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Lindsey Drager 2015Tell us what The Lost Daughter Collective is about, concerned with, proposing.

The Lost Daughter Collective presents the story of a Wrist Scholar who tells his shadow-puppet obsessed daughter the narrative of the Lost Daughter Collective, a group of men who communally cope with their lost girls qualified in two ways: missing (deemed Alices) or dead (deemed Dorothies). It is also the story of the Fathers of Lost Daughters, a group of men who communally cope with their lost girls, telling each other the narrative of the Risk Scholar and his daughter who plays with shadow. In the middle of all this lies the mystery of one father whose daughter is neither missing nor dead but “otherwise lost.”

To put it less concretely, this is a book about what it means to be daughtered, particularly by men—historically, academically, and in domestic spaces. It is also a book about storytelling, whose stories we trust and why we trust them. It is a book about gender politics and gender identity and therefore it is as much about how we read and misread books as it is about how we read and misread bodies.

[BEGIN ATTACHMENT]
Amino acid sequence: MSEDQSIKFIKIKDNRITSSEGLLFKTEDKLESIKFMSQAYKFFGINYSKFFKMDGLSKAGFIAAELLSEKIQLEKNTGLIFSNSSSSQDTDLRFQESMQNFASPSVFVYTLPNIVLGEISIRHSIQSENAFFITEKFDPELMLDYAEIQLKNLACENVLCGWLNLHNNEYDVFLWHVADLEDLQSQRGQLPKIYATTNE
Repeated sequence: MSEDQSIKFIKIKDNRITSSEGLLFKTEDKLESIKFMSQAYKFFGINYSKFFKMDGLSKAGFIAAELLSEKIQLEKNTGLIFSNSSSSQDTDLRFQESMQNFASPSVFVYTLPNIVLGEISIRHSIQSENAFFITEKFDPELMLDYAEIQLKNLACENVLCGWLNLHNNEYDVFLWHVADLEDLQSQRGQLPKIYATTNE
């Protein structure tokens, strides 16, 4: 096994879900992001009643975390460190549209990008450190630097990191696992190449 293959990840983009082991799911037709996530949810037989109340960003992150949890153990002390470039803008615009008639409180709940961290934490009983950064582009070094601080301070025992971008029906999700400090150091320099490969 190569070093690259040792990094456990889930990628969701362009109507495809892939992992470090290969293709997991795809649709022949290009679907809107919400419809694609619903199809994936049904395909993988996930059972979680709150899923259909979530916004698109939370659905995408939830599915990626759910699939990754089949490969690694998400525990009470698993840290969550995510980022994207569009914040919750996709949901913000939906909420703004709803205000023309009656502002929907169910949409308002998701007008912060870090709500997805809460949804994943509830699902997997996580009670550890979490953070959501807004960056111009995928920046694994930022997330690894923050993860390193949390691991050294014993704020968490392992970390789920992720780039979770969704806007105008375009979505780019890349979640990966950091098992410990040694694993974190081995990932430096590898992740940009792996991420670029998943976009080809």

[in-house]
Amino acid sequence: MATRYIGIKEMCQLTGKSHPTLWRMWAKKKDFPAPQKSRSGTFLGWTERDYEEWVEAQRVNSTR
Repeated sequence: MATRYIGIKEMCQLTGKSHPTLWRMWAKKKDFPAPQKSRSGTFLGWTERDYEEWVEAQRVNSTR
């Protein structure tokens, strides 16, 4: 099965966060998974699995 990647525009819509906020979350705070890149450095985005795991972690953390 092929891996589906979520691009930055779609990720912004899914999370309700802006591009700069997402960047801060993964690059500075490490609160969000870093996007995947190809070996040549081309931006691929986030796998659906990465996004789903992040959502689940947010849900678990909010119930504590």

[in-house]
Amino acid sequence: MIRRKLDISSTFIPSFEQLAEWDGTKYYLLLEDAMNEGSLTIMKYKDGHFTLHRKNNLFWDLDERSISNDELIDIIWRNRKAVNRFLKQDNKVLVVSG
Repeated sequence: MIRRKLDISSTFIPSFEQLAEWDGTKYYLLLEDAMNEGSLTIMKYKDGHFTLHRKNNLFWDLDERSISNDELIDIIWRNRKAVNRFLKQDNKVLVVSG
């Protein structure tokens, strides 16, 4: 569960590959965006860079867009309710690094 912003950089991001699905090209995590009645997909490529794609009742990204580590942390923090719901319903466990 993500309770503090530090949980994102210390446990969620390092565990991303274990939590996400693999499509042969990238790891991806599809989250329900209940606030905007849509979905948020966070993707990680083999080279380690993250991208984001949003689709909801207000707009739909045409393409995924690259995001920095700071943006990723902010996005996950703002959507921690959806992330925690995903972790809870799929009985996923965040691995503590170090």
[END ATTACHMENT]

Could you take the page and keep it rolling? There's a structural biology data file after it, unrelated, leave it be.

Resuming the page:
TLDC cover imageThe lost daughter collective gathers on the top floor of an abandoned umbrella factory in the downtown of a mid-sized city. The group is composed of men who meet weekly to harness their mourning, a delicate practice best not undertaken alone. Along with the roomful of fathers, there is weak tea and a healthy supply of biscuits neither sweet nor tart. A rich store of tissues is hidden in nooks throughout the large, single-room loft that composes the thirty-third floor, out of sight so as not to invite tears. Despite this, crying often ensues, though most of the men use their sleeves.

The fathers categorize their lost daughters in two ways: dead or missing. A dead daughter is deemed a Dorothy, a missing one an Alice. Qualifying their lost girls in this way is a silently endorsed coping mechanism. When a new father arrives, no one need articulate the method of daughter-exit from his life. The others can tell whether he is the victim of a Dorothy or an Alice by the new father’s posture and gait. Father sorrow is best read through the mobile body.